FORMED in 1991 from from a small nucleus of eight women, all of whom had lost their partner in the Troubles, WAVE aimed to empower women whose husbands or partners had been murdered.

The women chose a lighthouse as the corporate logo as they wanted WAVE to become a beacon of light and hope for people coping with the aftermath of traumatic bereavement and/or injury as a result of conflict.

Today WAVE – Widows Against Violence Empower – is the largest cross-community victims’ group in Northern Ireland, with six centres and a wide slate of projects spread across the North.

 

Whilst initially concerned with the bereaved, in 1995 the remit was expanded to include those who were injured and/or traumatised in the Troubles.

In North Belfast, WAVE is located in Chichester Park South, off the Antrim Road.

Alan McBride is co-ordinator of WAVE and first got involved with the trauma centre in 1996, three years after his wife was killed.

Sharon McBride (29) was at work in her father’s fish shop, Frizzell’s on the Shankill Road, on October, 23, 1993, when two IRA men walked in with a bomb which exploded almost immediately.

Nine people were killed in the explosion, including one of the bombers, and nearly 60 were injured. Sharon’s father, Desmond Frizzell, was also killed. The dead included small children and elderly people.

Speaking to the North Belfast News, Alan explained more about the early days of WAVE.

"WAVE started off as a coffee morning for women in North Belfast who had lost their husbands in the conflict," he said.

"The organisation started to grow and we worked with everyone. I got involved in 1996.

"We work with so many bereaved now, including parents who have lost children, siblings who have lost a brother or sister.

"There is a big argument whether the Troubles have really ended for some people. Paramilitaries are still active and recruiting in both republican and loyalist areas.

"Next year is 25 years since the Good Friday Agreement and you would think our work would slow up but we are as busy as ever.

"Issues in the news involving legacy, a Spotlight programme, Police Ombudsman reports, Troubles pension payments – these always reignite victims’ grief.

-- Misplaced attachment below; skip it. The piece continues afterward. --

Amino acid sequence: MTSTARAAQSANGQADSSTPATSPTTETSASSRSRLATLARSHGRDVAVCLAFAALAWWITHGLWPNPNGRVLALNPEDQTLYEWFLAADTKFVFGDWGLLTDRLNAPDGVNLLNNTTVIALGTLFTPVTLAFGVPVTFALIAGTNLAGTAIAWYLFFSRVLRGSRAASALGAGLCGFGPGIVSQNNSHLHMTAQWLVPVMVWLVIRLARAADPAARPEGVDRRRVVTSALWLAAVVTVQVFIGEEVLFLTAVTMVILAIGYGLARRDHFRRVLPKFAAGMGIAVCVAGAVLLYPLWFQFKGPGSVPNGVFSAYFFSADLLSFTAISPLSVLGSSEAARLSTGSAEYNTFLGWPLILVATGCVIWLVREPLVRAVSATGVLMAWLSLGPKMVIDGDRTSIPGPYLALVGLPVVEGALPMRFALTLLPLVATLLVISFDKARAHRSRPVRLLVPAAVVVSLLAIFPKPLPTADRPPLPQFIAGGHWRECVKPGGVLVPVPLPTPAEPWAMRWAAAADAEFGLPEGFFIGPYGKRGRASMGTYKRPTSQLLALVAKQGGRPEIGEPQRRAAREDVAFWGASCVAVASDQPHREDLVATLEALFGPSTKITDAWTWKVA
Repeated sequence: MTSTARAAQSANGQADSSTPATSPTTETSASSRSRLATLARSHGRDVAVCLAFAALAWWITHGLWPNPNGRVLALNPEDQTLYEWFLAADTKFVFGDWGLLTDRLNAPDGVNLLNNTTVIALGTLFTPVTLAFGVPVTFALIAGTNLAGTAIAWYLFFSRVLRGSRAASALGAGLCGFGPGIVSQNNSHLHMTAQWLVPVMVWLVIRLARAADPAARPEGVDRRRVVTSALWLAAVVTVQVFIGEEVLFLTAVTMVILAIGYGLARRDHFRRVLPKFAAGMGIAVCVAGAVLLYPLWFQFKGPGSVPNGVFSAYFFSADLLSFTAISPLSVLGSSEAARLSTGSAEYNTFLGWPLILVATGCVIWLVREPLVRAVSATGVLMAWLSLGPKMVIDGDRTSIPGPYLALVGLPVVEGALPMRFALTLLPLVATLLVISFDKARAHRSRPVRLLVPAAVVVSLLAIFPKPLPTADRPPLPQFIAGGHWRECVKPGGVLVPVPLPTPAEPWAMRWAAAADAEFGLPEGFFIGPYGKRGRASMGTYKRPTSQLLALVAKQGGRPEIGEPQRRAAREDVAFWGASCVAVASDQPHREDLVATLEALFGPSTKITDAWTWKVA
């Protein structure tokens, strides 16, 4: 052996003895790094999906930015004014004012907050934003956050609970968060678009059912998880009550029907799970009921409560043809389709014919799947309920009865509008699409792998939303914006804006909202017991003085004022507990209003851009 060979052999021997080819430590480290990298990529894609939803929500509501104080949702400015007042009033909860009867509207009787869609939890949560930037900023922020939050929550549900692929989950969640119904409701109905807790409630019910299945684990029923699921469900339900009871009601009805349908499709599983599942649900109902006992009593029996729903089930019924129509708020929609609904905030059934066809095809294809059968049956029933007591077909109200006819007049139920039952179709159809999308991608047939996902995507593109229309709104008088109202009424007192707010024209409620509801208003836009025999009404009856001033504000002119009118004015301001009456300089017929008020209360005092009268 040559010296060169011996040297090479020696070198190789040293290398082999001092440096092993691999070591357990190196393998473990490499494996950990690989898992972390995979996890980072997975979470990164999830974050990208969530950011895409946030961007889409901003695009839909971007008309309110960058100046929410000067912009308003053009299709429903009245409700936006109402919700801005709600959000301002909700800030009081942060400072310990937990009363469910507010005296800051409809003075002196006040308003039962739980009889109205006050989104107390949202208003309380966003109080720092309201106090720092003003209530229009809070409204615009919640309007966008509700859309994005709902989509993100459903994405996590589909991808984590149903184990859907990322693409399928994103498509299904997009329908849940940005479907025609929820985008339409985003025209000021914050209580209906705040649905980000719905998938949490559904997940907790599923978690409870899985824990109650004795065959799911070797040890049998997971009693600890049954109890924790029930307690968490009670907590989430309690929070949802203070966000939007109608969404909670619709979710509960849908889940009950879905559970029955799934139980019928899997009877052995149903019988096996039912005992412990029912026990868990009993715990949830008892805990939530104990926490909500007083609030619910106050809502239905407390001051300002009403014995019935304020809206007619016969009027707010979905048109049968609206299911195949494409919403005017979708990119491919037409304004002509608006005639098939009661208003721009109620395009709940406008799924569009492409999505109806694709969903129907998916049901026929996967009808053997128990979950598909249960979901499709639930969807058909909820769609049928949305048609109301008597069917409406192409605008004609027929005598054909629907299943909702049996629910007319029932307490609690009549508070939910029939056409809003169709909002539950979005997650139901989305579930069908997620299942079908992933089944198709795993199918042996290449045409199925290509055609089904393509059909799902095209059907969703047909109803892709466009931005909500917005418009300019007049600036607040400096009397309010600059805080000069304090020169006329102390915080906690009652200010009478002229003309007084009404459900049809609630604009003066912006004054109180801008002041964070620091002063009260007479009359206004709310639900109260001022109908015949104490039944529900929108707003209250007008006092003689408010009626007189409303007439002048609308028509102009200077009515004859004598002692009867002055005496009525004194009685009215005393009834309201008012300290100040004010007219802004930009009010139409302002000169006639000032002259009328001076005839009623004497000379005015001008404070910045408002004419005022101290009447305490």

"Our work includes therapies, reflexology, psychotherapy, mindfulness, welfare advice, social support and trauma training

"In Belfast, we prioritise the bereaved or those who are mentally or physically impacted by a Troubles-related incident.

"We are not a crisis intervention centre, but we get many referrals."

As with many organisations, the impact of the Covid-19 pandemic has been huge, but the work of WAVE never stopped despite the restrictions and lockdowns.

"It had a huge impact on staff and the way we ran our services, which was very disruptive," continued Alan.

"We were able to maintain a service throughout the pandemic. We got vital funding and were able to help people with essential shopping, oil and gas.

"We also had a virtual online programme, which involved quizzes and concerts, which was important to people who were isolated.

"But the building was closed to people and that was tough on those who used to come up here every day for that social aspect.

"When we were allowed to open, we were ultra-serious in following government guidelines with a one-way system in place and sanitising stations.

"From a personal point of view, I think the harm of the pandemic on people’s mental health will be worse than the pandemic itself. I think we are starting to see a bit of that now.

"We are nowhere near doing as much as we were before Covid. We have a programme on at the minute, which was never designed to be Covid-related but it is all about getting people together and getting that social aspect of life back.

"Our more serious work was done over Zoom, which just is not the same. That face-to-face contact is so important for dealing with trauma because you get a feel for the person."

As for the future, Alan wants to continue the good work of WAVE, whatever challenge it faces next.

"We will always be here. We will be working with victims of Historical Institutional Abuse and this is a very different type of trauma that we will be dealing with.

"It is a tough sector to work in. When you are a Troubles-related charity, you find getting funding tougher than other charities."

WAVE Trauma Centre

5 Chichester Park South

Belfast

Tel:  028 9077 9922

www.wavetraumacentre.org.uk